The Senate's top Democrat announced Friday that he is introducing
legislation to decriminalize marijuana, the first time that a leader
of either party in Congress has endorsed a rollback of one of the
country's oldest drug laws.
Senate Minority Leader Charles Schumer, D-N.Y., in a statement called
the move "simply the right thing to do."
"The time has come to decriminalize marijuana," Schumer said. "My
thinking - as well as the general population's views - on the issue
has evolved, and so I believe there's no better time than the present
to get this done. It's simply the right thing to do."
[continues 546 words]
Her son was supposed to die 13 years ago. She'll never stop fighting
Doctors predicted Jackson Helms would die by the time he was 6.
Now 19, Jackson has lived longer than expected and gained relief from
his severe epilepsy because of cannabidiol, or CBD, says his mom Kelly
CBD has essentially no THC, which is the psychoactive element in
marijuana that causes a high.
The full legalization of medical marijuana could help Jackson, his mom
says. Medical experts in North Carolina support more research on
[continues 999 words]
Doug Ford says he is "dead against" supervised injection sites and
believes the focus should be on drug rehabilitation instead.
And if elected premier of Ontario in June, the Progressive
Conservative Leader says he will do everything he can to fight the
opioid crisis and get people who are struggling with addiction the
help they need.
"If your son, daughter, loved one ever had an addiction, would you
want them to go in a little area and do more drugs? I am dead against
that," Mr. Ford said Friday. "We have to help these people. We can't
just keep feeding them and feeding them."
[continues 541 words]
Heather D'Alessio remembers drug education in high school that
consisted mainly of dire warnings about the consequences of using any
She was smoking pot by Grade 9, so she disregarded the
"Most of the time, they would give us these fact sheets on cannabis.
Then we'd all take it out to the corner and get high and laugh at it
because we thought it was stupid."
Who uses cannabis?
Governments and public health advocates are now launching new
education campaigns to warn young people about the health risks of
marijuana, which will soon be legal across Canada.
[continues 1132 words]
Calling it "disruptive" and "unlawful," a group of Pennsylvania
marijuana growers and retailers wants to snuff out the state's
pioneering research program before it is launched.
The first of its kind in the nation, the research program would allow
eight of the state's teaching hospitals to contract with a cannabis
producer. Each contract is estimated to be worth tens of millions of
dollars. The agreements grant the producers a "super-permit" to
operate an indoor grow facility and to open six retail dispensaries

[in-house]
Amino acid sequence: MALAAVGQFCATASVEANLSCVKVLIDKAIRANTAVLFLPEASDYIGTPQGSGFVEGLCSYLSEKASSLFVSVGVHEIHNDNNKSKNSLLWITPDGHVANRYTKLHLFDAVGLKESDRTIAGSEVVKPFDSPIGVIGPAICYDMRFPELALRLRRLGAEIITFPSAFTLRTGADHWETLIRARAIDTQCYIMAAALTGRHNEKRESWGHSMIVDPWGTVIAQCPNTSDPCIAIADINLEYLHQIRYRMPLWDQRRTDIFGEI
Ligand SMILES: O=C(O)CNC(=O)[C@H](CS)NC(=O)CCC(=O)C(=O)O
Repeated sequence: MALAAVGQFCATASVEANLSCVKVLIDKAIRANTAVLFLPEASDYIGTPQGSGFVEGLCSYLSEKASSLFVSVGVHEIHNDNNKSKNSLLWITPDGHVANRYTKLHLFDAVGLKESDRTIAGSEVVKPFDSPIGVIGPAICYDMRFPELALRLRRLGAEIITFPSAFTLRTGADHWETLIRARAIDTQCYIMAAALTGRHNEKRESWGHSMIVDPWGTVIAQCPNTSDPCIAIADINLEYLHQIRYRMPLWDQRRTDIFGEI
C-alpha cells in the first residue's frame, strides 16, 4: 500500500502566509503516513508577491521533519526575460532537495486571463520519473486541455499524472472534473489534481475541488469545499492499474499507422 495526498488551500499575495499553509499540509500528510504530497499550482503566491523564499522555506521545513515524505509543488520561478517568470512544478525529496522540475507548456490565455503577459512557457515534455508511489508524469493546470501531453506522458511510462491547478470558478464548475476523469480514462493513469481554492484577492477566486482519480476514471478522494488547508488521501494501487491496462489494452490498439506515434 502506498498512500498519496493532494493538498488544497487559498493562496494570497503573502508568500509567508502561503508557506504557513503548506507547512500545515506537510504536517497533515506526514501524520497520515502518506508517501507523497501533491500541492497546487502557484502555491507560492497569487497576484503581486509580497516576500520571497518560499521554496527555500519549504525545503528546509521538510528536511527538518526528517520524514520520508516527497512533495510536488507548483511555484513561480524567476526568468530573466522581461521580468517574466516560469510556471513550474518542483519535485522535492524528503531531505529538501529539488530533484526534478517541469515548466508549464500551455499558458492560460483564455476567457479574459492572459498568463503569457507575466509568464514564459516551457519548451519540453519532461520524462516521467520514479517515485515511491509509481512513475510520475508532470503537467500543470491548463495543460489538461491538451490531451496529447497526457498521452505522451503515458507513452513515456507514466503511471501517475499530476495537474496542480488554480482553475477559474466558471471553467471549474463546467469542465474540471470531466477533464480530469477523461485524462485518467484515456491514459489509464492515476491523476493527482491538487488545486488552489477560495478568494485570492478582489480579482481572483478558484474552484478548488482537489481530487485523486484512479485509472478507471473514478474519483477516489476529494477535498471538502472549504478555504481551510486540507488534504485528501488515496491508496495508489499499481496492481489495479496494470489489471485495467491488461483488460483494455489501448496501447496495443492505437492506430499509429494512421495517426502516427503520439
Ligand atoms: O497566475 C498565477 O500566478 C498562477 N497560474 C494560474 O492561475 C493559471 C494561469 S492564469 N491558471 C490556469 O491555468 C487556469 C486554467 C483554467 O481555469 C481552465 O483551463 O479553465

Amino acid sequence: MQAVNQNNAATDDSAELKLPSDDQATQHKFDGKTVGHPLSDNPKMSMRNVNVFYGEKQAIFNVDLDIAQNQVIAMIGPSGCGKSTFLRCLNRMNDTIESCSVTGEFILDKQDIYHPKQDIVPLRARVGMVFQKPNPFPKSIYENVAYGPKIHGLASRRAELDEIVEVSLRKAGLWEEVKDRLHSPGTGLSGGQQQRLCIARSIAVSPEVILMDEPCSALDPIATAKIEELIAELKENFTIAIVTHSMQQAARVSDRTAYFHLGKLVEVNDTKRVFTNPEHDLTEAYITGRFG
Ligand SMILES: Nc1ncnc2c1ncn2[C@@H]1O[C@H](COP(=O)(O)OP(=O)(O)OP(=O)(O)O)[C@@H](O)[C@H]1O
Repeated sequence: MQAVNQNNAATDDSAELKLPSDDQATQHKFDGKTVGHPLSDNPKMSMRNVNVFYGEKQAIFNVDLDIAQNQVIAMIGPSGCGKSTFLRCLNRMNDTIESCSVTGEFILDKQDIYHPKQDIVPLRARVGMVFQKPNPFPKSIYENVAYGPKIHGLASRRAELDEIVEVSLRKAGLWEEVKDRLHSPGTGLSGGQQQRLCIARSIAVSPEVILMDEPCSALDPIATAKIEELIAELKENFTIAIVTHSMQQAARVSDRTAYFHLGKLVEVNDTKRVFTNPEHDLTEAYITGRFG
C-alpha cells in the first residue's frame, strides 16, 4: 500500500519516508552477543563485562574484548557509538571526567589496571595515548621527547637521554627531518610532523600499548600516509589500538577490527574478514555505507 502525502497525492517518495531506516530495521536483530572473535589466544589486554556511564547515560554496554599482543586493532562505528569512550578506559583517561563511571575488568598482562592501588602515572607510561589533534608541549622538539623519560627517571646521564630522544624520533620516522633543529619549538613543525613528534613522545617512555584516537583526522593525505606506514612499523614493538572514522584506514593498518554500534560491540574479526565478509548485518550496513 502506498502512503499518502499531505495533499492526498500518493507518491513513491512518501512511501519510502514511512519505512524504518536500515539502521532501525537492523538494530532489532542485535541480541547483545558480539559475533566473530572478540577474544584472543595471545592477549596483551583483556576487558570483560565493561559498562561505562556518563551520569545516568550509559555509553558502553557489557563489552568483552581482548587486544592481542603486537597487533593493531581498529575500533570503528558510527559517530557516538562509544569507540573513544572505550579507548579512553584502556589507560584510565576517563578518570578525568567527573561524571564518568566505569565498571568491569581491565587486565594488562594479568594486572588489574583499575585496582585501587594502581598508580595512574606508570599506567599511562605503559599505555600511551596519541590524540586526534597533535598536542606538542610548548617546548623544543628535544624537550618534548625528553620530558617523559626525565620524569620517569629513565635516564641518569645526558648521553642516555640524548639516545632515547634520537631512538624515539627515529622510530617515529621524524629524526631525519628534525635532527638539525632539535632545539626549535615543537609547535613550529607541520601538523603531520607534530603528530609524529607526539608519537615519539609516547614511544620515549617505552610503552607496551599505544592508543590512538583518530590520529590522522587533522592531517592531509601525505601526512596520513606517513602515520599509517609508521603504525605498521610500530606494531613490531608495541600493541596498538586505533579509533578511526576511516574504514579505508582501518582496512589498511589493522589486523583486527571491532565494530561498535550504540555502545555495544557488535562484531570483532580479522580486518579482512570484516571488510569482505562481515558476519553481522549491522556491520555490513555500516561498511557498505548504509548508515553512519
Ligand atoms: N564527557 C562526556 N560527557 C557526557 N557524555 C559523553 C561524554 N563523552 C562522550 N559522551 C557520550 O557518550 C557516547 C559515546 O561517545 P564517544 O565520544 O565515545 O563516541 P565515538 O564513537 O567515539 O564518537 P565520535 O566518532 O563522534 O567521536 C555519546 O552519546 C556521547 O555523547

that can sell medical marijuana to any approved patient.
[continues 646 words]
For decades, it has embraced its gay and lesbian bars and the rock 'n'
roll debauchery of the Sunset Strip. It runs a free nightlife trolley
called The PickUp, with a jar of free condoms by the door.
Now, it's embracing a different type of social scene: pot lounges.
The city is poised to allow cannabis lounges where people can consume
the once-taboo product in a social setting. West Hollywood will join
San Francisco, Oakland and South Lake Tahoe, which earlier this year
became some of the first cities in California to open the consumption
lounges modeled after those in Amsterdam. Communities in the Coachella
Valley are also joining the ranks.
[continues 1020 words]
Politicians may have changed their tune, but the public's feelings on
marijuana seem set in stone - Sun Sentinel
Given that former House Speaker John Boehner is now working for a
marijuana investment company and that threats by U.S. Attorney General
Jeff Sessions to crack down on legal recreational marijuana were nixed
by President Donald Trump, we asked readers whether any of them have
changed their minds recently on marijuana legalization like some
elected officials seem to have.
And the answer is no. No, you have not.
[continues 501 words]
Marijuana beer is the latest trend in South Florida's brewing
industry, but the cannabis terpenes oil used in the brews needs to be
tested and approved. Breweries in the area are planning to host
Marijuana beer is the latest trend in South Florida's brewing
industry, but the cannabis terpenes oil used in the brews needs to be
tested and approved. Breweries in the area are planning to host
Glorifying marijuana use is now a staple across pop culture, music and
Hollywood, where getting high is celebrated with nary a mention of the
public safety risks involved. But if you smoke, vape, or enjoy edibles
and get behind the wheel of a car while impaired, not only are you
breaking the law, you are putting your life and the lives of others on
the road in great danger.
[continues 617 words]
WASHINGTON -- The top Senate Democrat is using marijuana's informal
holiday to announce a change of heart about the drug, another sign of
the growing political acceptance of pot.
New York Sen. Chuck Schumer said Friday he'll introduce a bill taking
marijuana off the federal list of controlled substances - in effect
decriminalizing its use.